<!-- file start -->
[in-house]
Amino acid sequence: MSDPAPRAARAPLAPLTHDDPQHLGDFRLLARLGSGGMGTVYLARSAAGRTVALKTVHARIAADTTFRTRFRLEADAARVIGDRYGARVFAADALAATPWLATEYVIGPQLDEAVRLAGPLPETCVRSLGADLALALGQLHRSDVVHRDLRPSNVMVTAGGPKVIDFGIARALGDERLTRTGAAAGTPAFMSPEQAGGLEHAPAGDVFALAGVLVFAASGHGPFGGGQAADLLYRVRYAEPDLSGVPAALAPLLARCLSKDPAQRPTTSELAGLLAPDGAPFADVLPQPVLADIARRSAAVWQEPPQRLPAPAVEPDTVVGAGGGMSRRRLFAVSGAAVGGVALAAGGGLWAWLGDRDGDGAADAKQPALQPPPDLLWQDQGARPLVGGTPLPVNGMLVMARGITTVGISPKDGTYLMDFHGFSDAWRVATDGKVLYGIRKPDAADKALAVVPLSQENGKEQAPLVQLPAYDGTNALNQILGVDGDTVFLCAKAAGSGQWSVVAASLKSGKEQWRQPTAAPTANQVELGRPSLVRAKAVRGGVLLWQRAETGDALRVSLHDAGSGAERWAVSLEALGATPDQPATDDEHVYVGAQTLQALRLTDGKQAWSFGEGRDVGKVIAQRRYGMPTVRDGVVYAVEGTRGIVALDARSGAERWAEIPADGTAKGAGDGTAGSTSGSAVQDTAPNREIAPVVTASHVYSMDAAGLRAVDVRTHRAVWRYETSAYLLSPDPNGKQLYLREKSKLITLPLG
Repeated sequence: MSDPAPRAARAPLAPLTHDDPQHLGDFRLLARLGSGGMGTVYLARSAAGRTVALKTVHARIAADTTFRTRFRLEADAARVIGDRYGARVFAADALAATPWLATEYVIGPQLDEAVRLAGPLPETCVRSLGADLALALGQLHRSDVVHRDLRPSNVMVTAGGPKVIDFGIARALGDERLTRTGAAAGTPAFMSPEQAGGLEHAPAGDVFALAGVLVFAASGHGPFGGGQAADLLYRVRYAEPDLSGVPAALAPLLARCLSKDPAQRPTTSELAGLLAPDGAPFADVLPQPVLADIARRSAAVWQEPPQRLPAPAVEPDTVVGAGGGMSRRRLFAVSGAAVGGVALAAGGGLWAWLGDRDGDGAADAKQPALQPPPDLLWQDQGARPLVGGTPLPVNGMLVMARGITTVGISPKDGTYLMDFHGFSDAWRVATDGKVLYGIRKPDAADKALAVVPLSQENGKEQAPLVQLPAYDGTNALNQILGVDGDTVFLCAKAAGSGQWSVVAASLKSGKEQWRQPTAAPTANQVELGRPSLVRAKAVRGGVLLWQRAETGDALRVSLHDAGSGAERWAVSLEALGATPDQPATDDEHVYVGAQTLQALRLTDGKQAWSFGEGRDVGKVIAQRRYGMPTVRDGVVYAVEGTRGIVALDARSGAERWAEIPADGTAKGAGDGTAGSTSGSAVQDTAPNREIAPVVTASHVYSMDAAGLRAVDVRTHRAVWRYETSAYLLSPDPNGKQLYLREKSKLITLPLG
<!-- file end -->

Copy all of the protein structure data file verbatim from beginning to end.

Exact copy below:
[in-house]
Amino acid sequence: MSDPAPRAARAPLAPLTHDDPQHLGDFRLLARLGSGGMGTVYLARSAAGRTVALKTVHARIAADTTFRTRFRLEADAARVIGDRYGARVFAADALAATPWLATEYVIGPQLDEAVRLAGPLPETCVRSLGADLALALGQLHRSDVVHRDLRPSNVMVTAGGPKVIDFGIARALGDERLTRTGAAAGTPAFMSPEQAGGLEHAPAGDVFALAGVLVFAASGHGPFGGGQAADLLYRVRYAEPDLSGVPAALAPLLARCLSKDPAQRPTTSELAGLLAPDGAPFADVLPQPVLADIARRSAAVWQEPPQRLPAPAVEPDTVVGAGGGMSRRRLFAVSGAAVGGVALAAGGGLWAWLGDRDGDGAADAKQPALQPPPDLLWQDQGARPLVGGTPLPVNGMLVMARGITTVGISPKDGTYLMDFHGFSDAWRVATDGKVLYGIRKPDAADKALAVVPLSQENGKEQAPLVQLPAYDGTNALNQILGVDGDTVFLCAKAAGSGQWSVVAASLKSGKEQWRQPTAAPTANQVELGRPSLVRAKAVRGGVLLWQRAETGDALRVSLHDAGSGAERWAVSLEALGATPDQPATDDEHVYVGAQTLQALRLTDGKQAWSFGEGRDVGKVIAQRRYGMPTVRDGVVYAVEGTRGIVALDARSGAERWAEIPADGTAKGAGDGTAGSTSGSAVQDTAPNREIAPVVTASHVYSMDAAGLRAVDVRTHRAVWRYETSAYLLSPDPNGKQLYLREKSKLITLPLG
Repeated sequence: MSDPAPRAARAPLAPLTHDDPQHLGDFRLLARLGSGGMGTVYLARSAAGRTVALKTVHARIAADTTFRTRFRLEADAARVIGDRYGARVFAADALAATPWLATEYVIGPQLDEAVRLAGPLPETCVRSLGADLALALGQLHRSDVVHRDLRPSNVMVTAGGPKVIDFGIARALGDERLTRTGAAAGTPAFMSPEQAGGLEHAPAGDVFALAGVLVFAASGHGPFGGGQAADLLYRVRYAEPDLSGVPAALAPLLARCLSKDPAQRPTTSELAGLLAPDGAPFADVLPQPVLADIARRSAAVWQEPPQRLPAPAVEPDTVVGAGGGMSRRRLFAVSGAAVGGVALAAGGGLWAWLGDRDGDGAADAKQPALQPPPDLLWQDQGARPLVGGTPLPVNGMLVMARGITTVGISPKDGTYLMDFHGFSDAWRVATDGKVLYGIRKPDAADKALAVVPLSQENGKEQAPLVQLPAYDGTNALNQILGVDGDTVFLCAKAAGSGQWSVVAASLKSGKEQWRQPTAAPTANQVELGRPSLVRAKAVRGGVLLWQRAETGDALRVSLHDAGSGAERWAVSLEALGATPDQPATDDEHVYVGAQTLQALRLTDGKQAWSFGEGRDVGKVIAQRRYGMPTVRDGVVYAVEGTRGIVALDARSGAERWAEIPADGTAKGAGDGTAGSTSGSAVQDTAPNREIAPVVTASHVYSMDAAGLRAVDVRTHRAVWRYETSAYLLSPDPNGKQLYLREKSKLITLPLG